Magdalena Cerda and Katherine Keyes
ABMs consist of simulations that follow prescribed rules about the actions of agents that interact with each other within a user-defined environment. They have been well-developed for simulating infectious disease pathogenesis and control and are increasingly used to provide insight into the mechanisms and potential control strategies for so-called “non-infectious” health outcomes too, particularly those with significant social dynamics such as violence, substance use, and obesity. ABMs provide a useful adjunct to existing data sources, because they can estimate the consequences that changes in one aspect of the system can have on other system components, in ways that are difficult to estimate using existing data sources. Further, ABMs can be used to project what ‘could’ happen to health outcomes after the implementation of policies and intervention programs, given assumptions about existing regulations, socio-demographic characteristics, and dynamics in the existing environment, among other features. Finally, by pacing interconnected networks of agents in a spatial context with its own heterogeneous set of features, ABMs make it possible to project what the expected effect of policies and interventions would be, under different assumptions about local conditions and the spatial distribution of existing prevention and intervention efforts. However, the strong assumptions required for identification of effects in ABMs render some research questions not suitable for these types of models.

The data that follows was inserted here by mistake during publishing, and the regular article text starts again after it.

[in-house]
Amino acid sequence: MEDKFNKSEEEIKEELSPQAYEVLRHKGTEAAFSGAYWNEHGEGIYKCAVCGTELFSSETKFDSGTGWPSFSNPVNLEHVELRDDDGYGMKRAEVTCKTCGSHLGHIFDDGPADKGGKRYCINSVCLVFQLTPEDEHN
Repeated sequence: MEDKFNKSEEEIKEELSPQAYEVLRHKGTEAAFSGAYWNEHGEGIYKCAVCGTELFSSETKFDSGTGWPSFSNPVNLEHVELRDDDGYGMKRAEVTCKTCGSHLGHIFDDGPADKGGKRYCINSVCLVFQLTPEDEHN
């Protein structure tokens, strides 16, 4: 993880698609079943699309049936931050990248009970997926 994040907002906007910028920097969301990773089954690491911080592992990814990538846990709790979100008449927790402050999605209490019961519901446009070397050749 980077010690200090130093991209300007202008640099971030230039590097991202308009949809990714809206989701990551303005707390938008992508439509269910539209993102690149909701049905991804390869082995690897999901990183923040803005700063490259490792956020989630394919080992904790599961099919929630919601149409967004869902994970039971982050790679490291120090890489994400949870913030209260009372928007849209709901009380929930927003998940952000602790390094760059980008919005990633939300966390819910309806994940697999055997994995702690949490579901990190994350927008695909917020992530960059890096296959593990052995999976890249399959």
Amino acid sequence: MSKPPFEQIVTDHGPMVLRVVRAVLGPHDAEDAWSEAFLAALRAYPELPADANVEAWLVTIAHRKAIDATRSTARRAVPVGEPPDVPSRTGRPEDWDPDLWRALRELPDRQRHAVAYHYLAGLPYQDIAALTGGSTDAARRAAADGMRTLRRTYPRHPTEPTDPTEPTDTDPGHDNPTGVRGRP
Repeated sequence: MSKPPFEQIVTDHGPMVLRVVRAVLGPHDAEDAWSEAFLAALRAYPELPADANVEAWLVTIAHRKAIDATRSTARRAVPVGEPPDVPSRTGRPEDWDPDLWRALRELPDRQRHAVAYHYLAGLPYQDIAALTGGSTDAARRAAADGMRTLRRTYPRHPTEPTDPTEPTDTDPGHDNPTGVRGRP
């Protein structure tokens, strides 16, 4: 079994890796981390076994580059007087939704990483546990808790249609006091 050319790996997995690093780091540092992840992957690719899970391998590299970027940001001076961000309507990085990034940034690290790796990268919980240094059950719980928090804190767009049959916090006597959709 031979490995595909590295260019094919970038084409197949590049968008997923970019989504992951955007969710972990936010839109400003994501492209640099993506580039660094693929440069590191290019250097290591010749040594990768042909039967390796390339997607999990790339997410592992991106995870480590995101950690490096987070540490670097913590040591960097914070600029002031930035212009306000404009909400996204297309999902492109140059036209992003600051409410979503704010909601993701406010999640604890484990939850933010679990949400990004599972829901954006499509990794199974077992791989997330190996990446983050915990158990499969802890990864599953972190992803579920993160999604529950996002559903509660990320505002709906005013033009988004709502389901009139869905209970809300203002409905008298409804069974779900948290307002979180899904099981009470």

In this playlist, we provide a conceptual overview of papers that have addressed the definition and uses of agent-based models within epidemiology, as well as some key empirical demonstrations of agent-based modeling in the epidemiological literature.